As the children feel more comfortable in the woods, the sessions become increasingly child-led and as such, Forest School is not about a set programme of planned activities. Children are given encouragement to direct their own learning. The role of our trained staff is therefore to stimulate, scaffold and extend the child's learning.







 

 

What do you wear at Forest School?

 
We ask that all children at Parkside have wellies or old trainers in school at all times, so that we can maximise our learning outside, whatever the weather!
 
On days when children are undertaking Forest School sessions, they will need to come into school wearing the following old clothing:
 






Winter Clothing

Summer Clothing

Vest

Long sleeved t-shirt/shirt

Jumper/fleece

Coat or all-in-one

Warm hat

Gloves NB not mittens

Wellies with warm socks

Waterproof trousers are provided

Sun hat

Sun cream applied before school

Lightweight long sleeved top

Lightweight long trousers

Wellies

Waterproof trousers are provided


High Weald Hero School

 
 
We are  also a High Weald Hero school.  In partnership with High Weald Heroes, we mapped out Welly Walks for our Infant and Junior classes.  These walks are great fun and help us to learn about our local environment, such as how pigs have had such ainfluence on the way our countryside looks today!  Click here to read and watch a video about this.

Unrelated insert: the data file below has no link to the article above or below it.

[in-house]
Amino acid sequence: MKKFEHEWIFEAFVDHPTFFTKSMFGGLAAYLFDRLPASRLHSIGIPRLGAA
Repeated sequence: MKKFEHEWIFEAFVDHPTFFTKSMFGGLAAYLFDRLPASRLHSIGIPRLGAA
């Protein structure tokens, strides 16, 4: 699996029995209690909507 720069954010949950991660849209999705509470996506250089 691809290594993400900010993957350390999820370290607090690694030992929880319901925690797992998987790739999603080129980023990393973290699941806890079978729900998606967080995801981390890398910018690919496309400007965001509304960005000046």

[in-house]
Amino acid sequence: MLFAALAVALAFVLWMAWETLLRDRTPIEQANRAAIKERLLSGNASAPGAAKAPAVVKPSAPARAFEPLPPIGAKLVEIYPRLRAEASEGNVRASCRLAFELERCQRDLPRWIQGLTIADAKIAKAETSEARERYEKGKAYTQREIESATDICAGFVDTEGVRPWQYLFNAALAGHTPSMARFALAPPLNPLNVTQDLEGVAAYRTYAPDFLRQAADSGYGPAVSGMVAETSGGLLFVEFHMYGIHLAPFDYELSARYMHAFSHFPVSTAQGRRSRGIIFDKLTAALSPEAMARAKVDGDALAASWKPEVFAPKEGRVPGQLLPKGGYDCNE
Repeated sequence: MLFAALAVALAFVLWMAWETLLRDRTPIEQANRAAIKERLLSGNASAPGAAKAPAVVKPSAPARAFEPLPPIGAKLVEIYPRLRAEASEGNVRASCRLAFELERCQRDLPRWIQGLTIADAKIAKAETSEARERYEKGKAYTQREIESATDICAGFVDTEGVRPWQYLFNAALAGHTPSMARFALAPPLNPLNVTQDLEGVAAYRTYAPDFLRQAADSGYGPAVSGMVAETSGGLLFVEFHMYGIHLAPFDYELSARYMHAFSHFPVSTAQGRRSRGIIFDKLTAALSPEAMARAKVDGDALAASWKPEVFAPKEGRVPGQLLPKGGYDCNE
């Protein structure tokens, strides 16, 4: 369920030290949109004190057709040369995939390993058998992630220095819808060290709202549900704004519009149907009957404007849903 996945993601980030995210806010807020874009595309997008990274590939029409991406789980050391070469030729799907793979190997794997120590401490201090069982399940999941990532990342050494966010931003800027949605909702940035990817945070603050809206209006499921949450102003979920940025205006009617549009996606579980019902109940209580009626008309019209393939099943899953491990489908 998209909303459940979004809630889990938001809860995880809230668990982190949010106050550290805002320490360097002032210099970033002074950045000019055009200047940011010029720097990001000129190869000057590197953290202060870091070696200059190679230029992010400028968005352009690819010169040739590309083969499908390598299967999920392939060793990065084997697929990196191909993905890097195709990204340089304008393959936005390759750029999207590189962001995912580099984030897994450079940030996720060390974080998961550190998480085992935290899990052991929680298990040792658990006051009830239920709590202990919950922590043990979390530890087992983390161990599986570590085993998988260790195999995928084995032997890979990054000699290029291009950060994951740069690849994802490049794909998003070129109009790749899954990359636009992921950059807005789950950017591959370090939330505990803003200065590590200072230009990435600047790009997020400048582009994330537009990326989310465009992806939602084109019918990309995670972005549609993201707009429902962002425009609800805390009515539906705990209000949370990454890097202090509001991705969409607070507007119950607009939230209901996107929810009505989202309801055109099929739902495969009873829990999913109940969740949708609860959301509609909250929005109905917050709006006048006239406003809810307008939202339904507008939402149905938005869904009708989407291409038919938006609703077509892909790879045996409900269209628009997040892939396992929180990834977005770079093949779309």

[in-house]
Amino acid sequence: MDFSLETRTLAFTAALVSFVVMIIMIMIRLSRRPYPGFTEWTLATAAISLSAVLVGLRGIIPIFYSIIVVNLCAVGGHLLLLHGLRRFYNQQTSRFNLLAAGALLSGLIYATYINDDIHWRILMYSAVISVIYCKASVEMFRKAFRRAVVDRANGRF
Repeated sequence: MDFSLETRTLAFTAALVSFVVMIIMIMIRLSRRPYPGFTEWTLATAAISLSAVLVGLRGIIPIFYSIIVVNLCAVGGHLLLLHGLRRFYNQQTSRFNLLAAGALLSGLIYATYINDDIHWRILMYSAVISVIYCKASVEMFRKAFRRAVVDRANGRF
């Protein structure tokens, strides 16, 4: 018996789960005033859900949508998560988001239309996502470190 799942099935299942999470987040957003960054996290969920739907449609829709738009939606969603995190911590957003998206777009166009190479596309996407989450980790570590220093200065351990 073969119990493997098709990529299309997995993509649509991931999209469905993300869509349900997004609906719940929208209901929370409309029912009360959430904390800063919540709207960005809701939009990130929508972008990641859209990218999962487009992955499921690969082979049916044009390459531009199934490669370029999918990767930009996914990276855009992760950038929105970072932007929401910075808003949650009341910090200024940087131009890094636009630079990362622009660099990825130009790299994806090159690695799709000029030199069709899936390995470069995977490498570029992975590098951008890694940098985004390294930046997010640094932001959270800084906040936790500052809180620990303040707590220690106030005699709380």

Bird Cam

We love looking at our bird nest camera, and you can see our family of blue tits online in the spring and summer here.
 
 


What do you want to learn outdoors at Parkside?

On this wallwisher, tell the teachers what else you would like to learn about or what activities you really enjoyed:
Write about outdoors learning on our school wallwisher.

Why is outdoor learning important?

Outdoor learning allows children to have a greater appreciation for the natural world, to take risks, to problem solve alone or as a team and to understand how living things grow and interrelate. Physical activity in the fresh air is also great for our well-being and fitness.  


Being outdoors offers a great 'classroom' for inspiring literacy, science, art and undertaking maths activities.  For instance, the pond and its organisms lend themselves to lots of counting, pattern seeking, measuring and recording.  We even use the pond in literacy to think of fantasy characters living underneath the surface!  


How else can I learn outdoors?



Go on a leaf hunt with this spotter sheet
.









Go on a twig hunt with this spotter sheet.






Hunt for animal tracks with this spotter sheet.











Go on a woodland wildlife hunt.














Make a bird cake.











Make a bird feeder.













Read tips on becoming wildlife photographer.